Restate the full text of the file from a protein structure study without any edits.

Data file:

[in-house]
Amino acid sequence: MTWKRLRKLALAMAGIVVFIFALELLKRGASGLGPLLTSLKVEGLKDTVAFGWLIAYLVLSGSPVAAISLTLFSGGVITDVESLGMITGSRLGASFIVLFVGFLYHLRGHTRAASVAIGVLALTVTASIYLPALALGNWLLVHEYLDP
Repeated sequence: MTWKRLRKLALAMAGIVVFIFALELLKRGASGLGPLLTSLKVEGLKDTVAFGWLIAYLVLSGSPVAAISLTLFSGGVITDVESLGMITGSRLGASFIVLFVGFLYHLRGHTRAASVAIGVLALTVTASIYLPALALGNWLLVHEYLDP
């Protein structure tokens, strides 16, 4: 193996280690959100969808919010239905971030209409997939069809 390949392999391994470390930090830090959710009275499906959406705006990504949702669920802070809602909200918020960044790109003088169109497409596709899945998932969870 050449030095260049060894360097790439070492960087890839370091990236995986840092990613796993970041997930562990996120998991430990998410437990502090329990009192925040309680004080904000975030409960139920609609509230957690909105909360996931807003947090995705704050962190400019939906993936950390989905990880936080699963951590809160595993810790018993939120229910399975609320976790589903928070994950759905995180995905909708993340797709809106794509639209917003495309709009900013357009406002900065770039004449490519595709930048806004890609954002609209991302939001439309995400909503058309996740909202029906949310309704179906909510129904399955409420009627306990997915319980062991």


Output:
[in-house]
Amino acid sequence: MTWKRLRKLALAMAGIVVFIFALELLKRGASGLGPLLTSLKVEGLKDTVAFGWLIAYLVLSGSPVAAISLTLFSGGVITDVESLGMITGSRLGASFIVLFVGFLYHLRGHTRAASVAIGVLALTVTASIYLPALALGNWLLVHEYLDP
Repeated sequence: MTWKRLRKLALAMAGIVVFIFALELLKRGASGLGPLLTSLKVEGLKDTVAFGWLIAYLVLSGSPVAAISLTLFSGGVITDVESLGMITGSRLGASFIVLFVGFLYHLRGHTRAASVAIGVLALTVTASIYLPALALGNWLLVHEYLDP
């Protein structure tokens, strides 16, 4: 193996280690959100969808919010239905971030209409997939069809 390949392999391994470390930090830090959710009275499906959406705006990504949702669920802070809602909200918020960044790109003088169109497409596709899945998932969870 050449030095260049060894360097790439070492960087890839370091990236995986840092990613796993970041997930562990996120998991430990998410437990502090329990009192925040309680004080904000975030409960139920609609509230957690909105909360996931807003947090995705704050962190400019939906993936950390989905990880936080699963951590809160595993810790018993939120229910399975609320976790589903928070994950759905995180995905909708993340797709809106794509639209917003495309709009900013357009406002900065770039004449490519595709930048806004890609954002609209991302939001439309995400909503058309996740909202029906949310309704179906909510129904399955409420009627306990997915319980062991």